Data Analysis Mathematics Linear Algebra Statistics
New Version 7.0!  QuickStart Samples

# Chebyshev Series QuickStart Sample (F#)

Illustrates the basic use of the ChebyshevSeries class in F#.

```// Illustrates the use of the ChebyshevSeries class
// in the Extreme.Mathematics.Curve namespace of the Extreme Optimization
// Numerical Libraries for .NET.

#light

open System

open Extreme.Mathematics
// The ChebyshevSeries class resides in the Extreme.Mathematics.Curves
// namespace.
open Extreme.Mathematics.Curves

// Chebyshev polynomials form an alternative basis
// for polynomials. A Chebyshev expansion is a
// polynomial expressed as a sum of Chebyshev
// polynomials.
//
// Using the ChebyshevSeries class instead of
// Polynomial can have two major advantages:
//   1. They are numerically more stable. Higher
//      accuracy is maintained even for large problems.
//   2. When approximating other functions with
//      polynomials, the coefficients in the
//      Chebyshev expansion will tend to decrease
//      in size, where those of the normal polynomial
//      approximation will tend to oscillate wildly.

//
// Constructing Chebyshev expansions
//

// Chebyshev expansions are defined over an interval.
// The first constructor requires you to specify the
// boundaries of the interval, and the coefficients
// of the expansion.
let coefficients = Vector.Create([| 1.0; 0.5; -0.3; 0.1 |])
let chebyshev1 = ChebyshevSeries(coefficients, 0.0, 2.0)
// If you omit the boundaries, they are assumed to be
// -1 and +1:
let chebyshev2 = ChebyshevSeries(coefficients)

//
// Chebyshev approximations
//

// A third constructor creates a Chebyshev
// approximation to an arbitrary function. For more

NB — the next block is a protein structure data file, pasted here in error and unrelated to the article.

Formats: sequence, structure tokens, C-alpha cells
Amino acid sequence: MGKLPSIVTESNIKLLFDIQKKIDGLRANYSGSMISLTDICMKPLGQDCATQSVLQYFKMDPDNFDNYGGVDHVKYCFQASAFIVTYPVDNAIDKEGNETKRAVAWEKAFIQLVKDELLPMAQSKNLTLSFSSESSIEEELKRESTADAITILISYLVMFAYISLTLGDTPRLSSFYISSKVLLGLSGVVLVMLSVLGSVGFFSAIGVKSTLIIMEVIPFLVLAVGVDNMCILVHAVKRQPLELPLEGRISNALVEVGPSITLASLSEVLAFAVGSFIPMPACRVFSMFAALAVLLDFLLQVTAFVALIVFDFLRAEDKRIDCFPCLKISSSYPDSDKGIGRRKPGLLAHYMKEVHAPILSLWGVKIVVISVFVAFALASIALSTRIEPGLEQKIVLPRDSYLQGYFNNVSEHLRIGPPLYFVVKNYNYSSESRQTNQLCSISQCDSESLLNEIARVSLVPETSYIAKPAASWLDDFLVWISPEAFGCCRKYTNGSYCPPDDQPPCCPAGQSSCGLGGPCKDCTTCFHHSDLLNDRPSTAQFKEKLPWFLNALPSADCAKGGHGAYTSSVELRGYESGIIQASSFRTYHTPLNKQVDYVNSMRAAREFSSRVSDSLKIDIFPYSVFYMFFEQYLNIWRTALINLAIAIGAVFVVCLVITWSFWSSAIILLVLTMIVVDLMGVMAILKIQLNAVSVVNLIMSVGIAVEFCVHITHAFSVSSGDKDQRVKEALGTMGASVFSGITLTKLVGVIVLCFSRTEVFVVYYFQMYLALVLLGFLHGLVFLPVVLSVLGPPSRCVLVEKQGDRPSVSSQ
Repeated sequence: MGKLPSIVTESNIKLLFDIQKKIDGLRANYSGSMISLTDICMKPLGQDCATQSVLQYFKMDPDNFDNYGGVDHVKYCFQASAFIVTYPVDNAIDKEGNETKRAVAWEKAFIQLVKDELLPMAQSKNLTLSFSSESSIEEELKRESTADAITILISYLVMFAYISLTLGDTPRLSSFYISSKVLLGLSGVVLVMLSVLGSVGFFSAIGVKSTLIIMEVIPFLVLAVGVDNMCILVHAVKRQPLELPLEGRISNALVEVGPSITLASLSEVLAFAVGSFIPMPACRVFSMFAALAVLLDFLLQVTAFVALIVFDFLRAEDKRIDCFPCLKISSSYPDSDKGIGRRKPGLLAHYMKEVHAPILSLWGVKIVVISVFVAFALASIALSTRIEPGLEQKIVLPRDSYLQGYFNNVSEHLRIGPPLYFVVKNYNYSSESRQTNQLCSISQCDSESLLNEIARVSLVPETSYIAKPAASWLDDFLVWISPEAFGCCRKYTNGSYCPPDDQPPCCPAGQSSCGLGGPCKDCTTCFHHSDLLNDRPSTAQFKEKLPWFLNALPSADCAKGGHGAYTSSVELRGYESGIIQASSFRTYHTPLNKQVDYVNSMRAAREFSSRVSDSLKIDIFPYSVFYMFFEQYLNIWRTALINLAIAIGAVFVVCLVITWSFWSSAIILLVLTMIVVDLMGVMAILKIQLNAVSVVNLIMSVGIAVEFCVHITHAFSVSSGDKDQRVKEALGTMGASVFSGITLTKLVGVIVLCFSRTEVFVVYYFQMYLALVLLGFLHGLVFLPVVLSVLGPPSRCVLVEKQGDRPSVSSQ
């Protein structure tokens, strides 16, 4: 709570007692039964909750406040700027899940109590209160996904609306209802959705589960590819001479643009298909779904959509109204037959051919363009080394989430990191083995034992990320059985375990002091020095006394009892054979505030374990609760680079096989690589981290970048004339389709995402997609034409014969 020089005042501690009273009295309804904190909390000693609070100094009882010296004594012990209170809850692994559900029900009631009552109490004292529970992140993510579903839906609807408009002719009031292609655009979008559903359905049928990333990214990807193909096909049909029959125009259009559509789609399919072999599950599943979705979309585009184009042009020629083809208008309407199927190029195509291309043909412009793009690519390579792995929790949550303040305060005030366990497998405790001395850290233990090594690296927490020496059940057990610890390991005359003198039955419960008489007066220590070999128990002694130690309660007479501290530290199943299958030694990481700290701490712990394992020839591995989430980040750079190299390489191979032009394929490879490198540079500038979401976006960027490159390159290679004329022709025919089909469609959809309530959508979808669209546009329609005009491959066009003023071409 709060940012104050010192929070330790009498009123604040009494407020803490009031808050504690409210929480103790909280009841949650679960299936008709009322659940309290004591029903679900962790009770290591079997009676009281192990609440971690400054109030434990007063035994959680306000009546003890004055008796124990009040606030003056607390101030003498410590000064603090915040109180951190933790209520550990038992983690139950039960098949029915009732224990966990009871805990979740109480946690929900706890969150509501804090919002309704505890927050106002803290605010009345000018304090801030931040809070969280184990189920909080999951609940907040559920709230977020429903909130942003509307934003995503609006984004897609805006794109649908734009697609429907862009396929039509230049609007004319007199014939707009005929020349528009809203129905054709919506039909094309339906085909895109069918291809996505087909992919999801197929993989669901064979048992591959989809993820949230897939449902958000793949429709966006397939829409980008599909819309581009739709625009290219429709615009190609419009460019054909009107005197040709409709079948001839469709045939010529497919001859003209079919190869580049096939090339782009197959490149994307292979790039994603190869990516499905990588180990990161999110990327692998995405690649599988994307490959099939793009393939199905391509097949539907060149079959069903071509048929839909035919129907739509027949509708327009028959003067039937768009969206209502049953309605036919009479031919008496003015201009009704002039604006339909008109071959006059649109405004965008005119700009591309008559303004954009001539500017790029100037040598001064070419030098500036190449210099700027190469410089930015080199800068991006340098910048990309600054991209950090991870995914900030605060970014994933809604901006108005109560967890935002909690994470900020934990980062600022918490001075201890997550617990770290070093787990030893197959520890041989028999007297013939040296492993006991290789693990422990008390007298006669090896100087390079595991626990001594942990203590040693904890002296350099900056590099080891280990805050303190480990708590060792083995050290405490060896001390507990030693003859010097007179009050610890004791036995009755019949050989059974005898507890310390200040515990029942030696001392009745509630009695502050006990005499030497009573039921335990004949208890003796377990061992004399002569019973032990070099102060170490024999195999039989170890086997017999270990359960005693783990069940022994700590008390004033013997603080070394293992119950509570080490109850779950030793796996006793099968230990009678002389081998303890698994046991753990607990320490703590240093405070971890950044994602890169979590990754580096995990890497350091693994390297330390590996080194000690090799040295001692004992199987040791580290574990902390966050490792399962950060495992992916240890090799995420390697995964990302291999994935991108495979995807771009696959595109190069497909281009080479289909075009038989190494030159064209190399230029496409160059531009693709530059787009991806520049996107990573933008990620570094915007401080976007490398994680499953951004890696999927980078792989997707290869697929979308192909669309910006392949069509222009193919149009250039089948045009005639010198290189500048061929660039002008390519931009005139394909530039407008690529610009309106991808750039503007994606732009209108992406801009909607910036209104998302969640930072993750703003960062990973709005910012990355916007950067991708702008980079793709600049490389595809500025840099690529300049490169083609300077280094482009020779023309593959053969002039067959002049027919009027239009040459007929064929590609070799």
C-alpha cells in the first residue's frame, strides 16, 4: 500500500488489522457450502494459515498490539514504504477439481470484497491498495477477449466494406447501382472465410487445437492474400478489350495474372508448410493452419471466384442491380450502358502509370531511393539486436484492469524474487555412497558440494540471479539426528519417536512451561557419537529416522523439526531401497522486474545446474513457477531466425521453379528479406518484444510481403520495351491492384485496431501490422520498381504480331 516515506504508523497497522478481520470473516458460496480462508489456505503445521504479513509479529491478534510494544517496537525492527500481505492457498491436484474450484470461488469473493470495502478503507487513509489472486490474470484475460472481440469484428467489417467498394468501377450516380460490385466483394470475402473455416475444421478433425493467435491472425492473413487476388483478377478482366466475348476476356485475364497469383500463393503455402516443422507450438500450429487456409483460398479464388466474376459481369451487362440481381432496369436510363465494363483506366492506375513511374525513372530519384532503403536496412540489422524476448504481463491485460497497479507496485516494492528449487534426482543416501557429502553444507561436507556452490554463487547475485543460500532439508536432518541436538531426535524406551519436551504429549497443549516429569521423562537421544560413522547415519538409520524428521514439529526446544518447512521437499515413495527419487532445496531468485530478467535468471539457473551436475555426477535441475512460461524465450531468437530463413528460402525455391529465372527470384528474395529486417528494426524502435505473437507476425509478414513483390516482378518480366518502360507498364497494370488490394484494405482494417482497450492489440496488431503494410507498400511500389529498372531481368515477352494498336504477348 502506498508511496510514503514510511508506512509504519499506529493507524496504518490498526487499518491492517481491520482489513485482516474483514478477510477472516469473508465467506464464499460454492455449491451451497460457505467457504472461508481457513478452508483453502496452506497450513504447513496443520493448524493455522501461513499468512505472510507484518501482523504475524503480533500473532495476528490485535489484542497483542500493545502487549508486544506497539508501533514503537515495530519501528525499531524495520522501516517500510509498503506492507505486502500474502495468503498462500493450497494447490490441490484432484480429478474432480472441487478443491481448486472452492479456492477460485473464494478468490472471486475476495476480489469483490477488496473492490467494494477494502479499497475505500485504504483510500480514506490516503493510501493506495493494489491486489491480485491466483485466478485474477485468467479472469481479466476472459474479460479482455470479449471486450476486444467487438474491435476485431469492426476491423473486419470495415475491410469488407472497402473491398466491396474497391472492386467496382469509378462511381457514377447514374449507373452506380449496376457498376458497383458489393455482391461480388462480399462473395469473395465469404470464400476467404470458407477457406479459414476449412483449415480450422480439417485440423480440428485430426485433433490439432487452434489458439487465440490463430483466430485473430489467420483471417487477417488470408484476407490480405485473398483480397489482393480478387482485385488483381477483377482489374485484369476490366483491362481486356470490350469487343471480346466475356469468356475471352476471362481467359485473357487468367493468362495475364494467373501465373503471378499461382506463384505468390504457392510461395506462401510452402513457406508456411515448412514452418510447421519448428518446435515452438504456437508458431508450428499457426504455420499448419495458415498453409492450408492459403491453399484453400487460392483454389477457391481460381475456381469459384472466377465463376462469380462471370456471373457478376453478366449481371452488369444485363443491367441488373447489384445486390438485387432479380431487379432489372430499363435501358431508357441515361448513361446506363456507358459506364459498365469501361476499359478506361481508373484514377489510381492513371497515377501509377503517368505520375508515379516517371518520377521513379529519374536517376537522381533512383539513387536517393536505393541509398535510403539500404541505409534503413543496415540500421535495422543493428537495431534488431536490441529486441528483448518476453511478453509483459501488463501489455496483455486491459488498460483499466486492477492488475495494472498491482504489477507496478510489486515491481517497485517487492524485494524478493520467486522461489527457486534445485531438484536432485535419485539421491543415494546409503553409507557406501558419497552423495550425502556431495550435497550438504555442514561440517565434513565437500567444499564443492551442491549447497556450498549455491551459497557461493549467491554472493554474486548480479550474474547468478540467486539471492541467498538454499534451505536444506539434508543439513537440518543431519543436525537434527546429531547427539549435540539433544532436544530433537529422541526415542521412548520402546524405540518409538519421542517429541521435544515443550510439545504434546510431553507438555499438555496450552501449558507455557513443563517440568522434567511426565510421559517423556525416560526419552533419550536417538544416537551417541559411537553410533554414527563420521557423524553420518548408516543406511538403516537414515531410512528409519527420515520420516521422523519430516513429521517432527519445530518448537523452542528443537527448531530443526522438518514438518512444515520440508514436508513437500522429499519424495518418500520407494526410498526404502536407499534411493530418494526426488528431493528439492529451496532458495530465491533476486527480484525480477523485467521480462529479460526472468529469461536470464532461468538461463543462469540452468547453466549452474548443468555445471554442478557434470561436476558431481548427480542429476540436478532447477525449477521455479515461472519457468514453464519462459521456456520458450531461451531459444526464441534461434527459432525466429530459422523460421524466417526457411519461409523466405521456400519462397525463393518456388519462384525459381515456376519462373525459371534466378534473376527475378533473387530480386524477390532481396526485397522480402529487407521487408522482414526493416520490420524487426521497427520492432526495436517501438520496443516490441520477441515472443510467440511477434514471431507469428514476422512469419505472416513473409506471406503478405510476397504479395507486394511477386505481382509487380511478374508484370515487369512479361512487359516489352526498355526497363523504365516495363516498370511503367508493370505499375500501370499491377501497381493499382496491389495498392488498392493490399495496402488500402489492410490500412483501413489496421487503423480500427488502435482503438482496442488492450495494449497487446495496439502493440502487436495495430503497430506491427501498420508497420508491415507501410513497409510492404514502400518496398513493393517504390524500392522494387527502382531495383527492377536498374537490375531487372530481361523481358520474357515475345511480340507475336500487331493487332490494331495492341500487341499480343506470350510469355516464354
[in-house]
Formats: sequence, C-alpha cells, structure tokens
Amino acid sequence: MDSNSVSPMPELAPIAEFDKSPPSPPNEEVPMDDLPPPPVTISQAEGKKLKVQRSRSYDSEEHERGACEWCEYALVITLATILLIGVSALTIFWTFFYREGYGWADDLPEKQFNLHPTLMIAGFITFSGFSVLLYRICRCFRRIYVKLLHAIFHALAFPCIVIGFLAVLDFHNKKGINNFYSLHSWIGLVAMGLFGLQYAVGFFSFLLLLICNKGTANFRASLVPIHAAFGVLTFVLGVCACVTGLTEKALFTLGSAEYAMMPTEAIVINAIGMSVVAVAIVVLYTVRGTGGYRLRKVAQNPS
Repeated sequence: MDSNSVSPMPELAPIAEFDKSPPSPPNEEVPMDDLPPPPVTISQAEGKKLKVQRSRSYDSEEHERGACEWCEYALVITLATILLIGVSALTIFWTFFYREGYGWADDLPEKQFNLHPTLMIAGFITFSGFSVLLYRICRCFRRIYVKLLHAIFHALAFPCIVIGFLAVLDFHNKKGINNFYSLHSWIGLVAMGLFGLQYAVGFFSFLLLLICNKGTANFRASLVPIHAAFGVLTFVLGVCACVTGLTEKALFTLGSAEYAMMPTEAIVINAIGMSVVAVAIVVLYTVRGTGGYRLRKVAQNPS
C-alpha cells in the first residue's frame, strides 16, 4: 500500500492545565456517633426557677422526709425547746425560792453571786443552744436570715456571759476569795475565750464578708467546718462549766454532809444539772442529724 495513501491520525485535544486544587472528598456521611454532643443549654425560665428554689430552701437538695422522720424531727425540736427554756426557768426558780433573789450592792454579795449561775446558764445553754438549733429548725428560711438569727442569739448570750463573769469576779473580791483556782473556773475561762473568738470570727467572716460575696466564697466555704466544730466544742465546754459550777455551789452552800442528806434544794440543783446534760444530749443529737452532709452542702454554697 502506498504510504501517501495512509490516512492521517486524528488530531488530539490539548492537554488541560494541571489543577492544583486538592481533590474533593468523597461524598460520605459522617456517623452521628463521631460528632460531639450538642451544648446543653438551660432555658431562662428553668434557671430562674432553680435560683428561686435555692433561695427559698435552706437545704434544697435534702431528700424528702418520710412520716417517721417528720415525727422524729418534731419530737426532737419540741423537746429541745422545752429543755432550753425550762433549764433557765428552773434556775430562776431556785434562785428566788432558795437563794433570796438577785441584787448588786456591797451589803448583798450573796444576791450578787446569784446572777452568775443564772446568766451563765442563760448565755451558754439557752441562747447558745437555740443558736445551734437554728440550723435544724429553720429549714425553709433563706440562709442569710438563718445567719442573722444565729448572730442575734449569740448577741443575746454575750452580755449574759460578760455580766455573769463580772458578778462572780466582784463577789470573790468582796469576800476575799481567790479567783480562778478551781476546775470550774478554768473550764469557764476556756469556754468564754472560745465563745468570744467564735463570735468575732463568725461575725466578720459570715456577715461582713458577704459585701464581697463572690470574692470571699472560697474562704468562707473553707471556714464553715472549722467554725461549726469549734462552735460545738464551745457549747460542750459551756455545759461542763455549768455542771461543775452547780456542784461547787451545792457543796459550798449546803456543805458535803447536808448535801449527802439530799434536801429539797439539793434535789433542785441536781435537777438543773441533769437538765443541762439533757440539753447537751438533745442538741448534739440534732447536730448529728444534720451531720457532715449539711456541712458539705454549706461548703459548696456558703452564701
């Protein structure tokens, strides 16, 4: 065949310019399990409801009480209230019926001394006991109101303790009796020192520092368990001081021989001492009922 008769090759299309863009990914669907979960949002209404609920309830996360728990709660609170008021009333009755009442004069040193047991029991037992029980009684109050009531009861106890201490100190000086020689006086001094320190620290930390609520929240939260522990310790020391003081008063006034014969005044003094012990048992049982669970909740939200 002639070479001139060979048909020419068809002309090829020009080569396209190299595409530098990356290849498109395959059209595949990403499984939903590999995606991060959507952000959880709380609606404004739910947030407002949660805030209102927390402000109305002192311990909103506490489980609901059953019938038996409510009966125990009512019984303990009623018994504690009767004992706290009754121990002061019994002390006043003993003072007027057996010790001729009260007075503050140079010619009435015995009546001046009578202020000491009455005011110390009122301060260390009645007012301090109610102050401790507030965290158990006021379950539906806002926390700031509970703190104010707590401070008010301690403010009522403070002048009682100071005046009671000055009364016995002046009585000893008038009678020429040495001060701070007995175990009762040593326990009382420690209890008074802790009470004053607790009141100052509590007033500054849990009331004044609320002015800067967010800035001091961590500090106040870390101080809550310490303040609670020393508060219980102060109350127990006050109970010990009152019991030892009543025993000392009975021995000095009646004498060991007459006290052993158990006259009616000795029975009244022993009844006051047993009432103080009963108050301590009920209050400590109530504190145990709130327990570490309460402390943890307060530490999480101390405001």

// about the Func<double, double> delegate, see the
// FunctionDelegates QuickStart Sample.
//
// Chebyshev expansions allow us to obtain an
// excellent approximation at minimal cost.
//
// The following creates a Chebyshev approximation
// of degree 7 to Cos(x) over the interval [0, 2]:
let approximation1 = ChebyshevSeries.GetInterpolatingPolynomial(Func<_,_> Math.Cos, 0.0, 2.0, 7)
// The coefficients of the expansion are available through
// the indexer property of the ChebyshevSeries object:
printfn "Chebyshev approximation of cos(x):"
for index in 0..7 do
printfn "  c%d = %A" index approximation1.[index]

// The largest errors are approximately at the
// zeroes of the Chebyshev polynomial of degree 8:
for index in 0..8 do
let zero = 1.0 + Math.Cos(float index * Constants.Pi / 8.0)
let error = approximation1.ValueAt(zero) - Math.Cos(zero)
printfn " Error %d = %A" index error

//
// Least squares approximations
//

// We will now calculate the least squares polynomial
// of degree 7 through 33 points.
// First, calculate the points:
let xValues = [| for i in 0..32 -> 1.0 + Math.Cos(float i * Constants.Pi / 32.0) |]
let yValues = [| for i in 0..32 -> Math.Cos(xValues.[i]) |]
// Next, define a ChebyshevBasis object for the
// approximation we want: interval [0,2] and degree
// is 7.
let basis = ChebyshevBasis(0.0, 2.0, 7)
// Now we can calculate the least squares fit:
let approximation2 = basis.LeastSquaresFit(xValues, yValues, xValues.Length)
// We can see it is close to the original
// approximation we found earlier:
for index in 0..7 do
printfn "  c%d = %A" index approximation2.[index]

printf "Press Enter key to exit..."